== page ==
Whether you want to travel the world, climb the corporate ladder, or write your first novel, big dreams take courage.
Here’s how to boost your confidence and overcome your fears so you can live the life of your dreams, according to Katie C. Kelley, author of Career Courage.
One time, a guy broke up with me while we were fooling around. If I have to say, “Hold on, let me get dressed,” so we can talk about why you’re leaving me, you’re a terrible person and you suck at breakups.
I knew he was a terrible idea. But new partners can feel literally irresistible.
Whether you’re ready for a new friend with benefits or a significant other, it’s a good idea to figure out who they are and what they want before you fall too hard.
Regina George isn’t that bad. If you’ve seen the iconic 2004 chick flick about high school politics, that statement might shock you.
But hear me out. We can learn a lot from Regina George.
Violence in men, we are told, is inevitable. Testosterone makes men bad—violent, aggressive, willing to take foolish risks for sex and other animalistic pleasures.
The narrative is repeated endlessly in newspapers and on TV. Perhaps it rings true because it fits so neatly with original sin, a Christian doctrine that says you are tainted by birth and only through constant struggle can attain a state of grace
There’s only one problem. Everything you know about testosterone is wrong.
When Anita Hill testified before an all-male Senate committee that Supreme Court nominee Clarence Thomas sexually harassed her, she was treated like a joke by a hostile media and skeptical public.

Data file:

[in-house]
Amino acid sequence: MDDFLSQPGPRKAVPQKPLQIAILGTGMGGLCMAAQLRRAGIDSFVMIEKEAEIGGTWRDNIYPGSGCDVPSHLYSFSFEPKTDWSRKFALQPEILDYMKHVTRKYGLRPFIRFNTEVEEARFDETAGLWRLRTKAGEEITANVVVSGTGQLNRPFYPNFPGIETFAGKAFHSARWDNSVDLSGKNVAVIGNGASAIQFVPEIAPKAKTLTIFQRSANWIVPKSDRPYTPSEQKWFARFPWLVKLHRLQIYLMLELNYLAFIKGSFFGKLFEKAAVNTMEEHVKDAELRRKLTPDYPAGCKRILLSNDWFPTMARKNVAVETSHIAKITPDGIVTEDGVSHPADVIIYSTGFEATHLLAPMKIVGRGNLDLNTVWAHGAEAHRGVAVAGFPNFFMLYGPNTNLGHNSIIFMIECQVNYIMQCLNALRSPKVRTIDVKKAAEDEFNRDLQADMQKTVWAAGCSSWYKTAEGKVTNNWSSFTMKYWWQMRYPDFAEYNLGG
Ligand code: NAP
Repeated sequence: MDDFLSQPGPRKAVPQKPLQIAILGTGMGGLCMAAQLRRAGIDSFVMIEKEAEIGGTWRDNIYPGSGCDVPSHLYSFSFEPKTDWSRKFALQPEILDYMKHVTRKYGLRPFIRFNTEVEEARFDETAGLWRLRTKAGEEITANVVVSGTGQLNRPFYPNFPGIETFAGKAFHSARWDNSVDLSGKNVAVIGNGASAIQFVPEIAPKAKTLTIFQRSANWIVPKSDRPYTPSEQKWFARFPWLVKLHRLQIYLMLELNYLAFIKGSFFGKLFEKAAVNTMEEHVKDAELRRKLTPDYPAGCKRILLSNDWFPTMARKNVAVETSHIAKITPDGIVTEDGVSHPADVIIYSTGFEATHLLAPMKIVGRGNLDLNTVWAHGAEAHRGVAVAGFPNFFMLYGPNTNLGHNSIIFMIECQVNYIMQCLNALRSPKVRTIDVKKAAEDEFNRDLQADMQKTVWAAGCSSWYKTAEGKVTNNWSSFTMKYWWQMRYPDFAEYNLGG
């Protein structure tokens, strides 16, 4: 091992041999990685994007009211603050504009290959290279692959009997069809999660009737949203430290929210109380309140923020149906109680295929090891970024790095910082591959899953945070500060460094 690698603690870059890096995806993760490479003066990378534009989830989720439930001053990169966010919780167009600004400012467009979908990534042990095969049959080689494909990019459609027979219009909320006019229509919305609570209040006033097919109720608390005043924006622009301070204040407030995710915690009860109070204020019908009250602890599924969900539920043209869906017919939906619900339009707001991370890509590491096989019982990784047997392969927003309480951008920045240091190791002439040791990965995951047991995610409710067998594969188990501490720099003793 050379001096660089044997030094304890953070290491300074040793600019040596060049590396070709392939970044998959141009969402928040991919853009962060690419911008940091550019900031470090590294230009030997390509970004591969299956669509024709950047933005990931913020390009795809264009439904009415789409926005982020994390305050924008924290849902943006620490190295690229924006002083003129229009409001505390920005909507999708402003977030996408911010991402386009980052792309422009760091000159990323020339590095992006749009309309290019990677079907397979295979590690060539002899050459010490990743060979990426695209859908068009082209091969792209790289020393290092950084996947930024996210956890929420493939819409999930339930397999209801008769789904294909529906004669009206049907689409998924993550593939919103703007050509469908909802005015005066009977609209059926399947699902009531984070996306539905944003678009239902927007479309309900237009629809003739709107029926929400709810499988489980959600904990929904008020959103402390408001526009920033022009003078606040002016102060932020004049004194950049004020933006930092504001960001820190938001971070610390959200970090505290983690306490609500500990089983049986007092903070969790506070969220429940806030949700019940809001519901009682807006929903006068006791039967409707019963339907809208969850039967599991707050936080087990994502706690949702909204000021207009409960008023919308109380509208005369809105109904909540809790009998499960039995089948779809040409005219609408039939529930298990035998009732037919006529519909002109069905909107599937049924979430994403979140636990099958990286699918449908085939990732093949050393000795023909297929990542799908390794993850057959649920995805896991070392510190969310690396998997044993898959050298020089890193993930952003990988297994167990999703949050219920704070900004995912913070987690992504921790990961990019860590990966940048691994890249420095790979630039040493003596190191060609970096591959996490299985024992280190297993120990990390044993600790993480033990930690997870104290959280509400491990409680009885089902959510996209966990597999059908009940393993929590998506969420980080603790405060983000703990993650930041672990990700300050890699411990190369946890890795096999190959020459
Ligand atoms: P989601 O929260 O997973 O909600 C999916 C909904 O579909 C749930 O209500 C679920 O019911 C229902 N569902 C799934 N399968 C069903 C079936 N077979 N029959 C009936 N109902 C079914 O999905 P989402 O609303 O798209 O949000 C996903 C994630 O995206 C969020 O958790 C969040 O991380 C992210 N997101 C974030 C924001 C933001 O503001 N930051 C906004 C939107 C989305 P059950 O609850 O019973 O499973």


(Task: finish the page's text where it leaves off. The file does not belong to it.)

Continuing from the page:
In the wake of controversial allegations against Supreme Court nominee Brett Kavanaugh, one thing is clear. Very little has changed.
It degrades all men to excuse Kavanaugh’s alleged sexual assault because “boys will be boys.” It degrades all women too. My sexual assault is not your free pass.
I’ve spent the last 20 years being honked at, hollered at, shouted at, followed, groped and grabbed by strangers and acquaintances.
I’m tired of it. Here are a few tips to take the power back.
It happens all the time. You’re at a party or a bar and some guy invades your personal space.
You don’t know him and you don’t like it, but instead of asking him to back the fuck up, you move as much as politeness allows or shrink yourself to avoid an unwanted touch.
Keep reading to find out how to defend your space bubble.
It can be difficult to know what makes a good sexual encounter, in the age of pickup artists who instruct men to push past no and box office hits that belittle women’s anger and normalize abuse.
Here are a few things you should look for in every hook-up.